Move over game console, a PC is here to take your job
DON’T BLINK, it’s not a game console. It’s something far better—a PC that’s as small as the original Xbox 360 and PlayStation 3 with the promise of pretty good gaming performance, too.
As we all know, making things small, fast, and also affordable is no easy feat. Yet Alienware engineers somehow managed to smash real graphics into a standard slimline tower without tacking on a huge price tag.
To be frank, this isn’t the first attempt at a small, powerful PC with a slimline shape. The X51 reminds us very much of Voodoo/Hewlett-Packard’s Firebird PC from 2009 (review at bit.ly/Delqq). The Firebird’s main failing was relying primarily on notebook technology for its GPUs, which killed upgrades.
Amazingly small and fairly quiet, the X51 is impressively powerful for its size.
Alienware doesn’t make this mistake with the X51. The company uses mostly off-the-shelf components, such as a desktop 3GHz Core i5-2320 CPU and DIMMs instead of SO-DIMMS. Most importantly, Alienware cleverly folds a standard double-slot GeForce GTX 555 into the case. The GTX 555 is basically a lightweight GTX 560 and features 288 CUDA cores instead of 336, a 776MHz core clock instead of 810MHz, and a narrower 192-bit memory interface instead of 256-bit. More to the point, it’s off-the-shelf, so you can drop in any dual-slot card within the power and thermal limits of the chassis and PSU. Alienware initially said the PC could accommodate a GTX 580, but has since pegged its max capability to a GTX 560 non-Ti. For what it’s worth, the PC looks like it could easily fit a 560 Ti and probably even a 570—but we haven’t tested whether either setup would run reliably.
Alienware’s OEM muscle is apparent in the X51’s use of Nvidia’s Optimus technology, which lets you switch between the integrated graphics or discrete card automatically. We haven’t seen this anywhere in a desktop system. On the discrete card, the machine would peak at about 150 watts, and while running integrated, we saw power consumption drop to 60 watts—not much more than the box’s idle consumption of about 50 watts. That’s a healthy power savings, and we’d love to see such technology elsewhere. Speaking of power, one of the ways Alienware was able to open up space to fit a standard two-slot GPU was by using an external power brick. Two models are available, a 230‑watt and a 330‑watt brick (and we hope Alienware will add even more powerful bricks down the road).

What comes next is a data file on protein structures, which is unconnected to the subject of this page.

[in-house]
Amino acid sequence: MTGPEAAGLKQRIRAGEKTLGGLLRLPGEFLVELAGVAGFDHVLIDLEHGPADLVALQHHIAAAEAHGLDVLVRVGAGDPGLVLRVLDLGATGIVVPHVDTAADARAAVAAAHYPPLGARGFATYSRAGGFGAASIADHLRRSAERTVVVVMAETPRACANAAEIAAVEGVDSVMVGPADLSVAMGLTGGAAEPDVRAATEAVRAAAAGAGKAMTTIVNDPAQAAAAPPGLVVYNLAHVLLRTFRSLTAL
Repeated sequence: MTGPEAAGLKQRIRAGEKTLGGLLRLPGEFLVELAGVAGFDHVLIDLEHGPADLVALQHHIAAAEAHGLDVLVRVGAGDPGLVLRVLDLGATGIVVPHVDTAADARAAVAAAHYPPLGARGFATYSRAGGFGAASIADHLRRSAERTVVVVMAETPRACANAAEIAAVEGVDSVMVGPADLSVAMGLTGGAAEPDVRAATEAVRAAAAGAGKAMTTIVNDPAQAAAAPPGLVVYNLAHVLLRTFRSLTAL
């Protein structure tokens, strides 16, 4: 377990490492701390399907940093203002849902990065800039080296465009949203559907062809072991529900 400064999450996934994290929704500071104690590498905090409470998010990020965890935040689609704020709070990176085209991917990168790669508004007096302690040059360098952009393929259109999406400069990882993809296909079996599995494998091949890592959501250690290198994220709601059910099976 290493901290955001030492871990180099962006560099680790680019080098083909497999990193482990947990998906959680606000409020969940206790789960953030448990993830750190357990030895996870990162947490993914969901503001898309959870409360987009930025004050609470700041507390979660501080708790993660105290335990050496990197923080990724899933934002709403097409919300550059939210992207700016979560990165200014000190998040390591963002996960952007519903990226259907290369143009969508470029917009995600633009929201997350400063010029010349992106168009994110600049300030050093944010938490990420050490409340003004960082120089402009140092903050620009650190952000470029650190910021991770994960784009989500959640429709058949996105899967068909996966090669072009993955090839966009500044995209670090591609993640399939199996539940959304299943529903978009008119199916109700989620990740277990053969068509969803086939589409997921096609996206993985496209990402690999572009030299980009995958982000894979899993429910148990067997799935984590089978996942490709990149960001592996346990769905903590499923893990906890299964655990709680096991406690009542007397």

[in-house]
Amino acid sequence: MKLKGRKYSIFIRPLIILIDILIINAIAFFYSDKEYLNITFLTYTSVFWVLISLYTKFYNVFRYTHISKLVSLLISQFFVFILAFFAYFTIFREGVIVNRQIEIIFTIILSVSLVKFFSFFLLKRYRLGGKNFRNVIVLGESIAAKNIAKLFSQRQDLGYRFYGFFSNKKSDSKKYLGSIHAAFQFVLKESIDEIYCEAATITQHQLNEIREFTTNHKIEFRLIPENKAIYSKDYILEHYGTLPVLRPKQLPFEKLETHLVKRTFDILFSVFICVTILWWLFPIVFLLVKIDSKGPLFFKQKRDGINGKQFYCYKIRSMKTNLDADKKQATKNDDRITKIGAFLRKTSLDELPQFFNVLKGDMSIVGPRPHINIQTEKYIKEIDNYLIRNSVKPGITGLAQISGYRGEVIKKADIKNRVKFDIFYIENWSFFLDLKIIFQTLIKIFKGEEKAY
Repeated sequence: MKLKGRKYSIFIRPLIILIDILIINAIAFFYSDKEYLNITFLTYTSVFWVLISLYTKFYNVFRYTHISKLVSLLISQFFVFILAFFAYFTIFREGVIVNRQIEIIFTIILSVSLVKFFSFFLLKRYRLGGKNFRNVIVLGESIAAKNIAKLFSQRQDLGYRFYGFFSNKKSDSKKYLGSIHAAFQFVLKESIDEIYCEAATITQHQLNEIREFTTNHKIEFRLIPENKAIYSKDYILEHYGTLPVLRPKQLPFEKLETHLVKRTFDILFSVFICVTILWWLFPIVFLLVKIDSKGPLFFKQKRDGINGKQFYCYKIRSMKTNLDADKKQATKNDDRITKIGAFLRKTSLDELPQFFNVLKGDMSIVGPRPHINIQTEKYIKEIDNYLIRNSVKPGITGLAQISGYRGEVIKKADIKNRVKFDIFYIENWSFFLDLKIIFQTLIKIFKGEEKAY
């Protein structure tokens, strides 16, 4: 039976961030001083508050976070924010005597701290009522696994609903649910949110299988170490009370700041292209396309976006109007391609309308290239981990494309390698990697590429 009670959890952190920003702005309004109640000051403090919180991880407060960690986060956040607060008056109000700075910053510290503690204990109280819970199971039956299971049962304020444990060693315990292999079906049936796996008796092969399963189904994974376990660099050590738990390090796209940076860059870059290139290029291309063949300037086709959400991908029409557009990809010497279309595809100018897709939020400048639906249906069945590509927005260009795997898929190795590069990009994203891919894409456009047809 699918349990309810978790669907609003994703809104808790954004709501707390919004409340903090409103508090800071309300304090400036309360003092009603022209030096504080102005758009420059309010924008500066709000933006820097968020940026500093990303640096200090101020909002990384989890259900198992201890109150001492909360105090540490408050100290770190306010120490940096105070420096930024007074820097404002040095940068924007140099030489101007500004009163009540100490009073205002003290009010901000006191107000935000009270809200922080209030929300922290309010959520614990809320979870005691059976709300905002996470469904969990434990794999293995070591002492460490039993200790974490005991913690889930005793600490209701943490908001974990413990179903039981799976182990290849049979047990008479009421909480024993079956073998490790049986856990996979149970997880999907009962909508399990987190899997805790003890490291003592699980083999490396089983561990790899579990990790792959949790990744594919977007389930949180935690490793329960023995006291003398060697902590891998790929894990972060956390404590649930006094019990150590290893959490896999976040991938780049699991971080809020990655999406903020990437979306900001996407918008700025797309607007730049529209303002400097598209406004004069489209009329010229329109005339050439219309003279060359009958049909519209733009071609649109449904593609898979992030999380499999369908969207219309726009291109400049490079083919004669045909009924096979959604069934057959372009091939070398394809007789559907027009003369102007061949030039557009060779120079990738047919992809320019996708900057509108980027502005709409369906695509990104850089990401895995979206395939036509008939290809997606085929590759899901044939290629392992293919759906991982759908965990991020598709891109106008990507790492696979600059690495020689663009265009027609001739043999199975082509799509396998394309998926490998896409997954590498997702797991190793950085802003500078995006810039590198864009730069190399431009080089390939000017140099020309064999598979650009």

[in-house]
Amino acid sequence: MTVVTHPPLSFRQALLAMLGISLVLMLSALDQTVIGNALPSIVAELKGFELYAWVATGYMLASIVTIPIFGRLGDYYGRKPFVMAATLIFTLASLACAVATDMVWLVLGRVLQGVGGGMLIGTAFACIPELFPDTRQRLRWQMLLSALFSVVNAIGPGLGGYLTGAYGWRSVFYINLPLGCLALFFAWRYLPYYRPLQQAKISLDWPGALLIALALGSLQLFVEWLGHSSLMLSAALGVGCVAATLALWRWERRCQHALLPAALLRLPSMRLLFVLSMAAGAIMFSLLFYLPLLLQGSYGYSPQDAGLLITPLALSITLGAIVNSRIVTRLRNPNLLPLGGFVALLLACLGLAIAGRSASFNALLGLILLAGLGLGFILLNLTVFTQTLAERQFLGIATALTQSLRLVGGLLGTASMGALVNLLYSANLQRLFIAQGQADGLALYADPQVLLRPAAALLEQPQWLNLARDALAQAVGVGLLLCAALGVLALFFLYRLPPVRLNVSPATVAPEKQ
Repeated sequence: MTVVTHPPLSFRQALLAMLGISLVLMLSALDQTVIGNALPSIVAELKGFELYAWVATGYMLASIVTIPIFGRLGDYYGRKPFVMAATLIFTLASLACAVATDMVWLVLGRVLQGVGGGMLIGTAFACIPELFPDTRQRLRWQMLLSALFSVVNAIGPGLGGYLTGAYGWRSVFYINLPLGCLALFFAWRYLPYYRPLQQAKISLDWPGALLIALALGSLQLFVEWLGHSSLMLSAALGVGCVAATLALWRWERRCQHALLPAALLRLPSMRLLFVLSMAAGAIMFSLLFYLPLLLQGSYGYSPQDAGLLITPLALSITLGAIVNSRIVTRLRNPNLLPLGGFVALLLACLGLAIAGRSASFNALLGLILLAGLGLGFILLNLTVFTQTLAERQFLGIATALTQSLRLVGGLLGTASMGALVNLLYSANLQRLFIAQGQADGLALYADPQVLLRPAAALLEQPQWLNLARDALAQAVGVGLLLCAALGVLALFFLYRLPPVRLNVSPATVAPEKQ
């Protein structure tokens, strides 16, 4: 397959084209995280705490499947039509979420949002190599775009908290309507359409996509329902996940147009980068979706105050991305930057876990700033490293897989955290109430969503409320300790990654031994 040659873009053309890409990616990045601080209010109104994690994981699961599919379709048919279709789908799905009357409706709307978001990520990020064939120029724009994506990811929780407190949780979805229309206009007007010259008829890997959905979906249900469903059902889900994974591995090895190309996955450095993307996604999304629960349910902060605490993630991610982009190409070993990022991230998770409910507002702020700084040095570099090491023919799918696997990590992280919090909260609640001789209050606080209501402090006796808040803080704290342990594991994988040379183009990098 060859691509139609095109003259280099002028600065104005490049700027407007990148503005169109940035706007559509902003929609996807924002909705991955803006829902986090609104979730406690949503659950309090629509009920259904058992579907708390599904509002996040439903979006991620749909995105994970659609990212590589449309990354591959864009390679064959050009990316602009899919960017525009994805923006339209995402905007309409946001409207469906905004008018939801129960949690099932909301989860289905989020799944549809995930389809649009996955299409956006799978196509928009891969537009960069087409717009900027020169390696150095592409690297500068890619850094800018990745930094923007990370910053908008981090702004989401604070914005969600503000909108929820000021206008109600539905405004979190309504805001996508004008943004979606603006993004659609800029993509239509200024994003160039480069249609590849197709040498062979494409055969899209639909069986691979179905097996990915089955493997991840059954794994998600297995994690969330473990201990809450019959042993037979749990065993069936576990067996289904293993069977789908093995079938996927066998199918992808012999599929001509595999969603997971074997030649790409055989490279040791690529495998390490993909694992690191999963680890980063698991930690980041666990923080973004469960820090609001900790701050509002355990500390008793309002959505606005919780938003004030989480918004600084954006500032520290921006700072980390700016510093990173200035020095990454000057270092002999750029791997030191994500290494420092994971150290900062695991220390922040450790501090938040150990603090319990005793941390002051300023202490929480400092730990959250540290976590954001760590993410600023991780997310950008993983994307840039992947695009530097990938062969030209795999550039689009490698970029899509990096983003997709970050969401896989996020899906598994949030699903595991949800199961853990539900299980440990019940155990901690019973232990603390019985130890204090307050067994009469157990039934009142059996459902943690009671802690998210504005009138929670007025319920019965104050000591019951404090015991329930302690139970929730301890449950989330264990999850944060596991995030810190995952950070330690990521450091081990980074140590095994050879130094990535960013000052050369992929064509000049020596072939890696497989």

Alienware uses an off‑the‑shelf GPU and many other standard parts in its ground-breaking X51 machine.
How does the X51 perform? Not surprisingly, it doesn’t set any speed records. We wouldn’t expect it to, considering its small size and modest power consumption, but it’s definitely not pokey. In gaming, it seems to offer a respectable frame rate for most games and just enough pep to run high-end titles. BF3, for example, is probably best run at medium or high settings, depending on your frame rate threshold.
Are there more powerful small form factor boxes out there? Certainly. Both the CyberPower LAN Party Evo and the Falcon Northwest FragBox from our July 2011 SFF roundup are spec’d with hotter hardware. To be fair, both were also two to four times as expensive as the Alienware—and boxier, too. We have to tip our hats to the Alienware X51; it offers a hell of a lot of performance in a truly console-size box. Between the Optimus technology, the size, and the price, we suspect it’s just the first of many such Xenomorphs to come.
Powerful console-size PC with Nvidia Optimus technology.
Cloud City Patrol Car
Needs bay for SSD; lacks SATA 6Gb/s support and front USB 3.0 ports.
Vegas Pro (sec)
Lightroom 2.6 (sec)
ProShow 4 (sec)
stalker: CoP (fps)
Far Cry 2 (fps)
Our current desktop test bed consists of a quad-core 2.66GHz Core i7-920 overclocked to 3.5GHz, 6GB of Corsair DDR3/1333 overclocked to 1,750MHz, on a Gigabyte X58 motherboard. We are running an ATI Radeon HD 5970 graphics card, a 160GB Intel X25-M SSD, and the 64-bit version of Windows 7 Ultimate.